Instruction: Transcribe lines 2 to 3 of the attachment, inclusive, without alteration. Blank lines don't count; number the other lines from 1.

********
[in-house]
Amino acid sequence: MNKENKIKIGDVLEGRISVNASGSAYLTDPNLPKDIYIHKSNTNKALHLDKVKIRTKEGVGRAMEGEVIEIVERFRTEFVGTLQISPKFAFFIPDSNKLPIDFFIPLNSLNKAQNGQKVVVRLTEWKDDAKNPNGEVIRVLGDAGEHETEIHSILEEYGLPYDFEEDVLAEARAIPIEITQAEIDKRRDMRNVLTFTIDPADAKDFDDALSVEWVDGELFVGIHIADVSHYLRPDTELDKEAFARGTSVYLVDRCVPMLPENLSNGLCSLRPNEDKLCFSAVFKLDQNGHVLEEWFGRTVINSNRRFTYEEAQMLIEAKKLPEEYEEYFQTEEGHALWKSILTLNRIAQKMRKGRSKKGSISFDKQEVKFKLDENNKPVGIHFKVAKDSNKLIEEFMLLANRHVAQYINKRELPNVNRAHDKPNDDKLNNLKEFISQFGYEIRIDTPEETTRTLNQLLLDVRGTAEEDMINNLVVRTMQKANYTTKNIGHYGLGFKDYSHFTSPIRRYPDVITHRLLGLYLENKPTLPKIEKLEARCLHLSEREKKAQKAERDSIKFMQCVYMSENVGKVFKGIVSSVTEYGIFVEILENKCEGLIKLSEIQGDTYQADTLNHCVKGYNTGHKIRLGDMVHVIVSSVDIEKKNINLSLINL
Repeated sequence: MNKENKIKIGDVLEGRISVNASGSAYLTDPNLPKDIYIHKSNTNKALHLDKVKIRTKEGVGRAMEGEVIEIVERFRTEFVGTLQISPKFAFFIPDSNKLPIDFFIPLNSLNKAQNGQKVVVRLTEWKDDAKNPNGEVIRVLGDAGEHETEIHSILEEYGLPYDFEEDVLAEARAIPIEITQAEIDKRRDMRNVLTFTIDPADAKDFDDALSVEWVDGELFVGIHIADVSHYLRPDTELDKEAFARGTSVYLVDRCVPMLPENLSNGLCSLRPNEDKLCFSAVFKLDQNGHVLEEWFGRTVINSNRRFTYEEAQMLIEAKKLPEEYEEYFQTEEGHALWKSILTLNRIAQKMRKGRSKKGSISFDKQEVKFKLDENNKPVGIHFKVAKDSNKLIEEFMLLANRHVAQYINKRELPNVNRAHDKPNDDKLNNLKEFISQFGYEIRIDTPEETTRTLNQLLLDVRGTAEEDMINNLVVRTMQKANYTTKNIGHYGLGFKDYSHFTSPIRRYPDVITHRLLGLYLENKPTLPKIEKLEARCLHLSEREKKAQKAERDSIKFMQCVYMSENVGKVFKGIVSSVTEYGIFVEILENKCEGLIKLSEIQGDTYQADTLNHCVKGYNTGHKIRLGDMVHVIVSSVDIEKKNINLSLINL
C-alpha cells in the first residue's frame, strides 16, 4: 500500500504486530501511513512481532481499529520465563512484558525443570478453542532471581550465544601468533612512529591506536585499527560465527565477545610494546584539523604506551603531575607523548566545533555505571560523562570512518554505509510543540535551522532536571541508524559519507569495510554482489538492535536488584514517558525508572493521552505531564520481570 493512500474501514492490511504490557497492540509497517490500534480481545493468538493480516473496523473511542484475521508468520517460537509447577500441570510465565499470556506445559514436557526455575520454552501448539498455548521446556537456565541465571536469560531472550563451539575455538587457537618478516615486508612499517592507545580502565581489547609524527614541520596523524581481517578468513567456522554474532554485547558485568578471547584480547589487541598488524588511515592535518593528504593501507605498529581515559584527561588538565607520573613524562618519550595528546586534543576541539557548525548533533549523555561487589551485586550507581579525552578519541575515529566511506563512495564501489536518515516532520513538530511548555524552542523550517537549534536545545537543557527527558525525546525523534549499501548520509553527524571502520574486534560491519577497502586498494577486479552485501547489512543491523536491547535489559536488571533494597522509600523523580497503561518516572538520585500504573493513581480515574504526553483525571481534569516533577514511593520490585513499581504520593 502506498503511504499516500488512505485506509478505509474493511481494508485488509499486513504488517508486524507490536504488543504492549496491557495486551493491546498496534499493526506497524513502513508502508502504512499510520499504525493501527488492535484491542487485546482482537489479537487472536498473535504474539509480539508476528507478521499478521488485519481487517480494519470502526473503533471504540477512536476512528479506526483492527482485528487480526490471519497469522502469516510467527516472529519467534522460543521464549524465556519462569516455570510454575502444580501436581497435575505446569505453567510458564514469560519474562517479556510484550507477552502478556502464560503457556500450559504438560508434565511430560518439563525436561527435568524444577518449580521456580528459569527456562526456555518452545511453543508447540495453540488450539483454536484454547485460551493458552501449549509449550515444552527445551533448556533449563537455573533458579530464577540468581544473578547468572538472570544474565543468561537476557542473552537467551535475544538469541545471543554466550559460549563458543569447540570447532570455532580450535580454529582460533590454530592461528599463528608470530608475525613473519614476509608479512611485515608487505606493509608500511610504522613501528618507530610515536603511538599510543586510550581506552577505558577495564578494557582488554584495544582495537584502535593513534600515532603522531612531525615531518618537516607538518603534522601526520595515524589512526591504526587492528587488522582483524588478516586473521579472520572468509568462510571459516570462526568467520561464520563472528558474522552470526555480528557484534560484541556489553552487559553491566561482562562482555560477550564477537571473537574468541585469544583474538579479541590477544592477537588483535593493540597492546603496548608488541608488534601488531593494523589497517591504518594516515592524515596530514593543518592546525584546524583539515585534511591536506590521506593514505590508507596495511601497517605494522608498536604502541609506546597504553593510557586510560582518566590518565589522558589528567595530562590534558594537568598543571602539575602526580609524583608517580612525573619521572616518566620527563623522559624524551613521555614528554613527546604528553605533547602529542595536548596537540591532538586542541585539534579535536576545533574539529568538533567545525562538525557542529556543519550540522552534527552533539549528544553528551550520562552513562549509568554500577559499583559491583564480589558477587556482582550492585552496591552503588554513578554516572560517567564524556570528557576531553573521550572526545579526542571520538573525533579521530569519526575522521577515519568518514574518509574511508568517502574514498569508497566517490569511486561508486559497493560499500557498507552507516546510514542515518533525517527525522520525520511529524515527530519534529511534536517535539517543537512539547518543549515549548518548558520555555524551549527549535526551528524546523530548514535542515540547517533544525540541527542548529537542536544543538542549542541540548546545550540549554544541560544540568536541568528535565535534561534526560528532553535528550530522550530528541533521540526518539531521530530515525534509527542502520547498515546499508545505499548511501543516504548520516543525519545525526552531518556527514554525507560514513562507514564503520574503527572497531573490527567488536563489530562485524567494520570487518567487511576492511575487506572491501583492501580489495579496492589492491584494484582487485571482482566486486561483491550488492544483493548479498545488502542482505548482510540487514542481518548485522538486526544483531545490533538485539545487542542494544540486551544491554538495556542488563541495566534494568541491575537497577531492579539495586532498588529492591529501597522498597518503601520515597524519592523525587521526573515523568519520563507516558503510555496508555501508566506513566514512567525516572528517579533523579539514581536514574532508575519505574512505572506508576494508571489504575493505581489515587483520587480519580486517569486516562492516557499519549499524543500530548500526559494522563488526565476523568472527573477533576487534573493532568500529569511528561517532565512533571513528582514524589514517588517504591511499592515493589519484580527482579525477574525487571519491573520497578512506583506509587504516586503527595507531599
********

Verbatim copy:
Amino acid sequence: MNKENKIKIGDVLEGRISVNASGSAYLTDPNLPKDIYIHKSNTNKALHLDKVKIRTKEGVGRAMEGEVIEIVERFRTEFVGTLQISPKFAFFIPDSNKLPIDFFIPLNSLNKAQNGQKVVVRLTEWKDDAKNPNGEVIRVLGDAGEHETEIHSILEEYGLPYDFEEDVLAEARAIPIEITQAEIDKRRDMRNVLTFTIDPADAKDFDDALSVEWVDGELFVGIHIADVSHYLRPDTELDKEAFARGTSVYLVDRCVPMLPENLSNGLCSLRPNEDKLCFSAVFKLDQNGHVLEEWFGRTVINSNRRFTYEEAQMLIEAKKLPEEYEEYFQTEEGHALWKSILTLNRIAQKMRKGRSKKGSISFDKQEVKFKLDENNKPVGIHFKVAKDSNKLIEEFMLLANRHVAQYINKRELPNVNRAHDKPNDDKLNNLKEFISQFGYEIRIDTPEETTRTLNQLLLDVRGTAEEDMINNLVVRTMQKANYTTKNIGHYGLGFKDYSHFTSPIRRYPDVITHRLLGLYLENKPTLPKIEKLEARCLHLSEREKKAQKAERDSIKFMQCVYMSENVGKVFKGIVSSVTEYGIFVEILENKCEGLIKLSEIQGDTYQADTLNHCVKGYNTGHKIRLGDMVHVIVSSVDIEKKNINLSLINL
Repeated sequence: MNKENKIKIGDVLEGRISVNASGSAYLTDPNLPKDIYIHKSNTNKALHLDKVKIRTKEGVGRAMEGEVIEIVERFRTEFVGTLQISPKFAFFIPDSNKLPIDFFIPLNSLNKAQNGQKVVVRLTEWKDDAKNPNGEVIRVLGDAGEHETEIHSILEEYGLPYDFEEDVLAEARAIPIEITQAEIDKRRDMRNVLTFTIDPADAKDFDDALSVEWVDGELFVGIHIADVSHYLRPDTELDKEAFARGTSVYLVDRCVPMLPENLSNGLCSLRPNEDKLCFSAVFKLDQNGHVLEEWFGRTVINSNRRFTYEEAQMLIEAKKLPEEYEEYFQTEEGHALWKSILTLNRIAQKMRKGRSKKGSISFDKQEVKFKLDENNKPVGIHFKVAKDSNKLIEEFMLLANRHVAQYINKRELPNVNRAHDKPNDDKLNNLKEFISQFGYEIRIDTPEETTRTLNQLLLDVRGTAEEDMINNLVVRTMQKANYTTKNIGHYGLGFKDYSHFTSPIRRYPDVITHRLLGLYLENKPTLPKIEKLEARCLHLSEREKKAQKAERDSIKFMQCVYMSENVGKVFKGIVSSVTEYGIFVEILENKCEGLIKLSEIQGDTYQADTLNHCVKGYNTGHKIRLGDMVHVIVSSVDIEKKNINLSLINL